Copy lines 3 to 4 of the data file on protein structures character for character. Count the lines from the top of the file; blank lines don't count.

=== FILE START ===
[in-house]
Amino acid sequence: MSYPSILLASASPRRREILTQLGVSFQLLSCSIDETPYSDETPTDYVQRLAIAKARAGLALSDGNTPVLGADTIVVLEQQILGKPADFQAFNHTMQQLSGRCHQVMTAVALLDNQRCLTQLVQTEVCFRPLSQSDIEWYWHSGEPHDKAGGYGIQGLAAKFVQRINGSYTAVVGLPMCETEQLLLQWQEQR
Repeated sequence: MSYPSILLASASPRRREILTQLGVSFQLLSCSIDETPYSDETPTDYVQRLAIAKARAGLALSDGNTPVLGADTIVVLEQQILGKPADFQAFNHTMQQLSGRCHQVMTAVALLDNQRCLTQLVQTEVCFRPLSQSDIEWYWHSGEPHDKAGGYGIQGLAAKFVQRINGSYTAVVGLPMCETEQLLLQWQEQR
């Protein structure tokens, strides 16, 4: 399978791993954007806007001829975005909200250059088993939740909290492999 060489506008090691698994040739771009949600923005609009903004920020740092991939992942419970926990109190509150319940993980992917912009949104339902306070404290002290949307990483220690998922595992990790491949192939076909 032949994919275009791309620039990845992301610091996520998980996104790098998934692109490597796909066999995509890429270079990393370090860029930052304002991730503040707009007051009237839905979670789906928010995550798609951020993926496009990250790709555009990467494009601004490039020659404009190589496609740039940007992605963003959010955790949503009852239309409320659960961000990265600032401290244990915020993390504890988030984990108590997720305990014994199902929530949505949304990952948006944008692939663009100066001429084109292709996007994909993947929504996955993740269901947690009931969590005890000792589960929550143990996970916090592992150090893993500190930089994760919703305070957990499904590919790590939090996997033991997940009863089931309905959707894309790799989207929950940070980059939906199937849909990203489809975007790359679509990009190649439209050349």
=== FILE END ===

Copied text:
Repeated sequence: MSYPSILLASASPRRREILTQLGVSFQLLSCSIDETPYSDETPTDYVQRLAIAKARAGLALSDGNTPVLGADTIVVLEQQILGKPADFQAFNHTMQQLSGRCHQVMTAVALLDNQRCLTQLVQTEVCFRPLSQSDIEWYWHSGEPHDKAGGYGIQGLAAKFVQRINGSYTAVVGLPMCETEQLLLQWQEQR
């Protein structure tokens, strides 16, 4: 399978791993954007806007001829975005909200250059088993939740909290492999 060489506008090691698994040739771009949600923005609009903004920020740092991939992942419970926990109190509150319940993980992917912009949104339902306070404290002290949307990483220690998922595992990790491949192939076909 032949994919275009791309620039990845992301610091996520998980996104790098998934692109490597796909066999995509890429270079990393370090860029930052304002991730503040707009007051009237839905979670789906928010995550798609951020993926496009990250790709555009990467494009601004490039020659404009190589496609740039940007992605963003959010955790949503009852239309409320659960961000990265600032401290244990915020993390504890988030984990108590997720305990014994199902929530949505949304990952948006944008692939663009100066001429084109292709996007994909993947929504996955993740269901947690009931969590005890000792589960929550143990996970916090592992150090893993500190930089994760919703305070957990499904590919790590939090996997033991997940009863089931309905959707894309790799989207929950940070980059939906199937849909990203489809975007790359679509990009190649439209050349």